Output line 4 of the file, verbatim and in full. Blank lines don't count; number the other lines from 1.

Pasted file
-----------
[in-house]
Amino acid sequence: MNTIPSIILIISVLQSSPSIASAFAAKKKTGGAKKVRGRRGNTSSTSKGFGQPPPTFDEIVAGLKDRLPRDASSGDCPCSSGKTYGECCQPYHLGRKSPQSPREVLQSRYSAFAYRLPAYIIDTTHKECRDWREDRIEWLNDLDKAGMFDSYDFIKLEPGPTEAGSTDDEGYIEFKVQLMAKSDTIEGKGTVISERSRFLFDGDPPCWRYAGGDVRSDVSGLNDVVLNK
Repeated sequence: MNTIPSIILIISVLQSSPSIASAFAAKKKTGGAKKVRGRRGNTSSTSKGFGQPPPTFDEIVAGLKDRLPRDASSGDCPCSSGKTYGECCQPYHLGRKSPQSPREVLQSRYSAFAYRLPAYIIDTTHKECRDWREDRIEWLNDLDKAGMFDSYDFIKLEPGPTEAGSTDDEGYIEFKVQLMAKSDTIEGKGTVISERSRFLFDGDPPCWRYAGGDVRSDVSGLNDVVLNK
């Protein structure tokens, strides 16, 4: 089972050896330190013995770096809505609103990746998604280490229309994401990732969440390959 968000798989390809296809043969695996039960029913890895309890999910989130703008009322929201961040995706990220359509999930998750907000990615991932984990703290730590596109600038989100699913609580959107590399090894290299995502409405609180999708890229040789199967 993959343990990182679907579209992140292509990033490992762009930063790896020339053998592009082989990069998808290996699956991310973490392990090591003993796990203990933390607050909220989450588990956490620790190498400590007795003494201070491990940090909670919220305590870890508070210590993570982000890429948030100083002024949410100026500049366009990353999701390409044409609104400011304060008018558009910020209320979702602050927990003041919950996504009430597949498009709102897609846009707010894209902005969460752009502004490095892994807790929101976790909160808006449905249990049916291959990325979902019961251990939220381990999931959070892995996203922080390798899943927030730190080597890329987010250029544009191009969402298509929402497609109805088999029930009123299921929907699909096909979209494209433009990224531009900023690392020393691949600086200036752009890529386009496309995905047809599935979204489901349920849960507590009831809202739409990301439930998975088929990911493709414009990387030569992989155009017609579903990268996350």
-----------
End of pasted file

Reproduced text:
């Protein structure tokens, strides 16, 4: 089972050896330190013995770096809505609103990746998604280490229309994401990732969440390959 968000798989390809296809043969695996039960029913890895309890999910989130703008009322929201961040995706990220359509999930998750907000990615991932984990703290730590596109600038989100699913609580959107590399090894290299995502409405609180999708890229040789199967 993959343990990182679907579209992140292509990033490992762009930063790896020339053998592009082989990069998808290996699956991310973490392990090591003993796990203990933390607050909220989450588990956490620790190498400590007795003494201070491990940090909670919220305590870890508070210590993570982000890429948030100083002024949410100026500049366009990353999701390409044409609104400011304060008018558009910020209320979702602050927990003041919950996504009430597949498009709102897609846009707010894209902005969460752009502004490095892994807790929101976790909160808006449905249990049916291959990325979902019961251990939220381990999931959070892995996203922080390798899943927030730190080597890329987010250029544009191009969402298509929402497609109805088999029930009123299921929907699909096909979209494209433009990224531009900023690392020393691949600086200036752009890529386009496309995905047809599935979204489901349920849960507590009831809202739409990301439930998975088929990911493709414009990387030569992989155009017609579903990268996350």